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Math Help - show identity

  1. #1
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    show identity

    hey im trying to show that sin(X+Y)sin(X-Y) = sin^2X-sin^2Y .

    any idea how i can go with it?

    basically firstly i have:

     <br />
sin(X+Y)sin(X-Y)<br />
= sinXcosY+cosXsinY \cdot sinXcosY-cosXsinY<br />
= <br />

    then where can i go? cheers
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  2. #2
    Rhymes with Orange Chris L T521's Avatar
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    Quote Originally Posted by jvignacio View Post
    hey im trying to show that sin(X+Y)sin(X-Y) = sin^2X-sin^2Y .

    any idea how i can go with it?

    basically firstly i have:

     <br />
sin(X+Y)sin(X-Y)<br />
= {\color{red}(}sinXcosY+cosXsinY{\color{red})} \cdot {\color{red}(}sinXcosY-cosXsinY{\color{red})}<br />
= <br />

    then where can i go? cheers
    First, I put needed parentheses into your setup.

    This can be foiled out easily, since it can be recognized as the difference of two squares. You should have

    \begin{aligned}\sin^2X\cos^2Y-\cos^2X\sin^2Y&=\sin^2X\left(1-\sin^2Y\right)-\left(1-\sin^2X\right)\sin^2Y\\&=\sin^2X-\sin^2X\sin^2Y-\sin^2Y+\sin^2X\sin^2Y\\&=\sin^2X-\sin^2Y\end{aligned}

    Does this make sense?
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  3. #3
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    Quote Originally Posted by Chris L T521 View Post
    First, I put needed parentheses into your setup.

    This can be foiled out easily, since it can be recognized as the difference of two squares. You should have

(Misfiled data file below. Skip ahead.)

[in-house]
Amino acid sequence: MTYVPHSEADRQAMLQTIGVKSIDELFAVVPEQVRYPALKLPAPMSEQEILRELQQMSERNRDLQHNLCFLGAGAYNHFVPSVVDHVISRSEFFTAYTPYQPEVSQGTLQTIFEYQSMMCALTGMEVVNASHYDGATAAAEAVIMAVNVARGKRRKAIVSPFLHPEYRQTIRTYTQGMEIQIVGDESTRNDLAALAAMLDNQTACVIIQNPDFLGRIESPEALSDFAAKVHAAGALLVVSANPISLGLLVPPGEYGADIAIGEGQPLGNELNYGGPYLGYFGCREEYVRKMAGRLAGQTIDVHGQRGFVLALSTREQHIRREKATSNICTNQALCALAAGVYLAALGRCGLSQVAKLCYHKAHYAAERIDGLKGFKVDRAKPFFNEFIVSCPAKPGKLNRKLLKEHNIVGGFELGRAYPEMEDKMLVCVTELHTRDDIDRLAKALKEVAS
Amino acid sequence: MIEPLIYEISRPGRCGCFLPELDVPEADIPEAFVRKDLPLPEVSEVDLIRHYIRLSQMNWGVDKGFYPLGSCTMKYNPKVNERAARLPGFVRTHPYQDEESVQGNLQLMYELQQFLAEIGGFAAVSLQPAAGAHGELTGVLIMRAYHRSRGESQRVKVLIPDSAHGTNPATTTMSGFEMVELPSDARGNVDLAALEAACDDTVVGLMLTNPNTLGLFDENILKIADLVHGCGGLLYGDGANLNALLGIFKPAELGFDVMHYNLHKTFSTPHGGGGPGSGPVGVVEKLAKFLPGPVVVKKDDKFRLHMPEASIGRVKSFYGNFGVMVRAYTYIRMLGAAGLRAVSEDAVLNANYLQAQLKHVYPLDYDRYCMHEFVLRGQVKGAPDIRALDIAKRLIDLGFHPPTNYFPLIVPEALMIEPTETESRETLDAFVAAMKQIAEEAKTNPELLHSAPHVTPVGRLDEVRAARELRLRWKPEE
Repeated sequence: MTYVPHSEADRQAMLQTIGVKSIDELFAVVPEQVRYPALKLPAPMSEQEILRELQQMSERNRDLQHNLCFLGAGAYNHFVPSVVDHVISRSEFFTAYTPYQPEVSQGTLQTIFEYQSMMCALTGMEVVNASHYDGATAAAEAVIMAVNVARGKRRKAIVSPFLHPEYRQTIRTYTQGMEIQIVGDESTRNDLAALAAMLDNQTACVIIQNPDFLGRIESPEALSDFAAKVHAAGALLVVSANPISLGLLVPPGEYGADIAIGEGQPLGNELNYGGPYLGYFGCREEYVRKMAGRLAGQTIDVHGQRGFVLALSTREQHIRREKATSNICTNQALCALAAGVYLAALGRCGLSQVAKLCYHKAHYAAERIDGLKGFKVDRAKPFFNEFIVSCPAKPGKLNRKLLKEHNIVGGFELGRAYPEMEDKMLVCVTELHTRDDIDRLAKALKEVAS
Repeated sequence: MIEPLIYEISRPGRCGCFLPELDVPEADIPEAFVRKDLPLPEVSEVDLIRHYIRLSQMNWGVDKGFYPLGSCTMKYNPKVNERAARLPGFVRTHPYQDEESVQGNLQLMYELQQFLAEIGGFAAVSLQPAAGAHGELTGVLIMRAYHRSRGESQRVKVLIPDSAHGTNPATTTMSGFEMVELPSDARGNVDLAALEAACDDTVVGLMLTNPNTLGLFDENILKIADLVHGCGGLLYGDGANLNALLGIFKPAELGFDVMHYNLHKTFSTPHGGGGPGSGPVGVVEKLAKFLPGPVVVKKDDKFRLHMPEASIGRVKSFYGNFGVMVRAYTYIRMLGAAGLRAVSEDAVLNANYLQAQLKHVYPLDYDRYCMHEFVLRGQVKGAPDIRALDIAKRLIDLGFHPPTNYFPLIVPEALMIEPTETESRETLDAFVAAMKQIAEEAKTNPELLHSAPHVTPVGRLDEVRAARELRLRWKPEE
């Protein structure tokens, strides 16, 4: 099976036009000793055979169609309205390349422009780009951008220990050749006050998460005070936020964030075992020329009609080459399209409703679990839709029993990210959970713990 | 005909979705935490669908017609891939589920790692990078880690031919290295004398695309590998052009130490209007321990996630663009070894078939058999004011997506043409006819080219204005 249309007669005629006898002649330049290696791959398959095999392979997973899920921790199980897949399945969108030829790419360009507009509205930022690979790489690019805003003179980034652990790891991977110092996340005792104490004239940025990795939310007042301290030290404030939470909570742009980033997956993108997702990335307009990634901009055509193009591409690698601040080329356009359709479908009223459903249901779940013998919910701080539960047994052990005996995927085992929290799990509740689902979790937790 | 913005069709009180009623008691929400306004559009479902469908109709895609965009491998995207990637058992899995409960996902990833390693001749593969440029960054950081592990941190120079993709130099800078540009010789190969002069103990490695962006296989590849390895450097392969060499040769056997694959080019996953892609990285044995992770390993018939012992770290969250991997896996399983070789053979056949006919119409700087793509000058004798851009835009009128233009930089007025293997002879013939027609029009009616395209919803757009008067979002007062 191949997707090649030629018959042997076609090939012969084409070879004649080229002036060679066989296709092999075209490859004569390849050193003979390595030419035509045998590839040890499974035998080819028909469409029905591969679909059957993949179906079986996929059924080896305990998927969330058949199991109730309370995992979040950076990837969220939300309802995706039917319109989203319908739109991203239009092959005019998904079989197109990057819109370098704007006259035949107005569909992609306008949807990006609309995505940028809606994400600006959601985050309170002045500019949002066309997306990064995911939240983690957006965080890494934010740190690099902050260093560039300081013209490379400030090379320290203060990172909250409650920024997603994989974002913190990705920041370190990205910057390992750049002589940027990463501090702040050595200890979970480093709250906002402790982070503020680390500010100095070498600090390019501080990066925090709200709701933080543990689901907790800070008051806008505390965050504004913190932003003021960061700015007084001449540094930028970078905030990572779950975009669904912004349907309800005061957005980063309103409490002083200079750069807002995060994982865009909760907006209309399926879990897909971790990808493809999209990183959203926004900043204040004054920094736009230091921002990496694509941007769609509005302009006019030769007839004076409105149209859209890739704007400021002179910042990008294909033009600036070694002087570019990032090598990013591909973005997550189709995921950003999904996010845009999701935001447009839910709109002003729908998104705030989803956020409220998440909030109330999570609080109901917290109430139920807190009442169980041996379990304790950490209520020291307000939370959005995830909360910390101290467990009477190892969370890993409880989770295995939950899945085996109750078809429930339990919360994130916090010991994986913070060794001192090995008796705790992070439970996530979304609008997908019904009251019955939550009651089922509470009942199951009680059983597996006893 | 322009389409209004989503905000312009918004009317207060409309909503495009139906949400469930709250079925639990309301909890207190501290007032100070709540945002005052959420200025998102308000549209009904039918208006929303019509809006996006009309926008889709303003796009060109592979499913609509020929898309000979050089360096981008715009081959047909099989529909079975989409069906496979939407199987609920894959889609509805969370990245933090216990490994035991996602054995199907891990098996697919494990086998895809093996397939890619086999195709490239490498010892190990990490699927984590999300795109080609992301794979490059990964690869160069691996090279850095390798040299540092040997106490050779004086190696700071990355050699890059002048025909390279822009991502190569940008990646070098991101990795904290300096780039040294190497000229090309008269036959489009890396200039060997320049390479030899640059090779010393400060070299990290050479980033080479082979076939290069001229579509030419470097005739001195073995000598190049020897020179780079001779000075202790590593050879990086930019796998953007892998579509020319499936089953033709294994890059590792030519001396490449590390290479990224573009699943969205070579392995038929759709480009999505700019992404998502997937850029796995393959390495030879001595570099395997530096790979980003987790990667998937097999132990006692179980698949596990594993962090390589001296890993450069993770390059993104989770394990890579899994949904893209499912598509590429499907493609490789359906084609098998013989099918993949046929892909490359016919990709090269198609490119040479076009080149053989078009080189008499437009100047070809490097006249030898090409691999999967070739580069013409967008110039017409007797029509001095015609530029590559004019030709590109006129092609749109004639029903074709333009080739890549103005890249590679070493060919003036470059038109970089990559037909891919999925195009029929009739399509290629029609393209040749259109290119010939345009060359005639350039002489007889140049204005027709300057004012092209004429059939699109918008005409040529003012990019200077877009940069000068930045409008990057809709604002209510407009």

\begin{aligned}\sin^2X\cos^2Y-\cos^2X\sin^2Y&=\sin^2X\left(1-\sin^2Y\right)-\left(1-\sin^2X\right)\sin^2Y\\&=\sin^2X-\sin^2X\sin^2Y-\sin^2Y+\sin^2X\sin^2Y\\&=\sin^2X-\sin^2Y\end{aligned}

    Does this make sense?
    ahh yes yes that does make sence but quick question. Does cos^2X = (1-sin^2X) ?
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  4. #4
    Rhymes with Orange Chris L T521's Avatar
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    Quote Originally Posted by jvignacio View Post
    ahh yes yes that does make sence but quick question. Does cos^2X = (1-sin^2X) ?
    Yes, since \sin^2X+\cos^2X=1\implies \cos^2X=1-\sin^2X\text{ or } \sin^2X=1-\cos^2X
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  5. #5
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    Quote Originally Posted by Chris L T521 View Post
    Yes, since \sin^2X+\cos^2X=1\implies \cos^2X=1-\sin^2X\text{ or } \sin^2X=1-\cos^2X
    of course simple algebra. just gotta know your identities..

    thanks Chris
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  6. #6
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    Quote Originally Posted by Chris L T521 View Post
    Yes, since \sin^2X+\cos^2X=1\implies \cos^2X=1-\sin^2X\text{ or } \sin^2X=1-\cos^2X
    Hi chris quick question.

    what is (sinXcosY) \cdot (-cosXsinY) ?

    cheers
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  7. #7
    Rhymes with Orange Chris L T521's Avatar
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    Quote Originally Posted by jvignacio View Post
    Hi chris quick question.

    what is (sinXcosY) \cdot (-cosXsinY) ?

    cheers
    Its just -\sin X\cos X\sin Y\cos Y.
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